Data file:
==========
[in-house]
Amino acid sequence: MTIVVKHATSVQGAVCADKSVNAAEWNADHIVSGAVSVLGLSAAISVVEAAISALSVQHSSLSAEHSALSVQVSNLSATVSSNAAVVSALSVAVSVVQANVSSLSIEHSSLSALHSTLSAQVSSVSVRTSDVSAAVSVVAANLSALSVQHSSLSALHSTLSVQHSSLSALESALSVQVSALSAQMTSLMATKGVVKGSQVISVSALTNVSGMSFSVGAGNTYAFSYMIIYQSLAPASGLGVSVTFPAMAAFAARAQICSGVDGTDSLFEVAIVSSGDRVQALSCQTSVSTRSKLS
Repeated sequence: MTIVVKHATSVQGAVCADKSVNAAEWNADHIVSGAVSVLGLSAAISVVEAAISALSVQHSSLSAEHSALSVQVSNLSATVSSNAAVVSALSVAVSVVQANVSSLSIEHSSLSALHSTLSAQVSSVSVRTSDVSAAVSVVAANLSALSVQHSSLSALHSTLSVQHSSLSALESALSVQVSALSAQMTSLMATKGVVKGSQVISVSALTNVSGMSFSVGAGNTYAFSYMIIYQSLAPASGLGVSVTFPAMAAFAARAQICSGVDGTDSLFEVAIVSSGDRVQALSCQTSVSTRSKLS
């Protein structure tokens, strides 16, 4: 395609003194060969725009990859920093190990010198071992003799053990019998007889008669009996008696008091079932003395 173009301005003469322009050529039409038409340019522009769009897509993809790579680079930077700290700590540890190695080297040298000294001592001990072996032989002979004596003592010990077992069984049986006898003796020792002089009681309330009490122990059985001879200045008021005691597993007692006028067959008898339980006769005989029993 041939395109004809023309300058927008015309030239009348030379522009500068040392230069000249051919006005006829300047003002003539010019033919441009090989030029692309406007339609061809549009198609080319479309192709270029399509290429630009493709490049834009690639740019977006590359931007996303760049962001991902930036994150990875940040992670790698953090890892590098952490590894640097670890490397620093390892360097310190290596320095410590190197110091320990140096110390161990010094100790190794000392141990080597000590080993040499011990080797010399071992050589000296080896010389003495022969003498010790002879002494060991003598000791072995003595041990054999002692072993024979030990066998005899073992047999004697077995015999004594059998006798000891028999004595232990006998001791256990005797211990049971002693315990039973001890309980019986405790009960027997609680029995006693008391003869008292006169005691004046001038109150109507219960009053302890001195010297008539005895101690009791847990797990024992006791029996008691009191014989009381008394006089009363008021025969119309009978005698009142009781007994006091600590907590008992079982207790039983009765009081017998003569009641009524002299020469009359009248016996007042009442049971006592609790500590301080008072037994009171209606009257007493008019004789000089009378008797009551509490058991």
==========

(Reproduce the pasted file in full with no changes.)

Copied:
[in-house]
Amino acid sequence: MTIVVKHATSVQGAVCADKSVNAAEWNADHIVSGAVSVLGLSAAISVVEAAISALSVQHSSLSAEHSALSVQVSNLSATVSSNAAVVSALSVAVSVVQANVSSLSIEHSSLSALHSTLSAQVSSVSVRTSDVSAAVSVVAANLSALSVQHSSLSALHSTLSVQHSSLSALESALSVQVSALSAQMTSLMATKGVVKGSQVISVSALTNVSGMSFSVGAGNTYAFSYMIIYQSLAPASGLGVSVTFPAMAAFAARAQICSGVDGTDSLFEVAIVSSGDRVQALSCQTSVSTRSKLS
Repeated sequence: MTIVVKHATSVQGAVCADKSVNAAEWNADHIVSGAVSVLGLSAAISVVEAAISALSVQHSSLSAEHSALSVQVSNLSATVSSNAAVVSALSVAVSVVQANVSSLSIEHSSLSALHSTLSAQVSSVSVRTSDVSAAVSVVAANLSALSVQHSSLSALHSTLSVQHSSLSALESALSVQVSALSAQMTSLMATKGVVKGSQVISVSALTNVSGMSFSVGAGNTYAFSYMIIYQSLAPASGLGVSVTFPAMAAFAARAQICSGVDGTDSLFEVAIVSSGDRVQALSCQTSVSTRSKLS
């Protein structure tokens, strides 16, 4: 395609003194060969725009990859920093190990010198071992003799053990019998007889008669009996008696008091079932003395 173009301005003469322009050529039409038409340019522009769009897509993809790579680079930077700290700590540890190695080297040298000294001592001990072996032989002979004596003592010990077992069984049986006898003796020792002089009681309330009490122990059985001879200045008021005691597993007692006028067959008898339980006769005989029993 041939395109004809023309300058927008015309030239009348030379522009500068040392230069000249051919006005006829300047003002003539010019033919441009090989030029692309406007339609061809549009198609080319479309192709270029399509290429630009493709490049834009690639740019977006590359931007996303760049962001991902930036994150990875940040992670790698953090890892590098952490590894640097670890490397620093390892360097310190290596320095410590190197110091320990140096110390161990010094100790190794000392141990080597000590080993040499011990080797010399071992050589000296080896010389003495022969003498010790002879002494060991003598000791072995003595041990054999002692072993024979030990066998005899073992047999004697077995015999004594059998006798000891028999004595232990006998001791256990005797211990049971002693315990039973001890309980019986405790009960027997609680029995006693008391003869008292006169005691004046001038109150109507219960009053302890001195010297008539005895101690009791847990797990024992006791029996008691009191014989009381008394006089009363008021025969119309009978005698009142009781007994006091600590907590008992079982207790039983009765009081017998003569009641009524002299020469009359009248016996007042009442049971006592609790500590301080008072037994009171209606009257007493008019004789000089009378008797009551509490058991």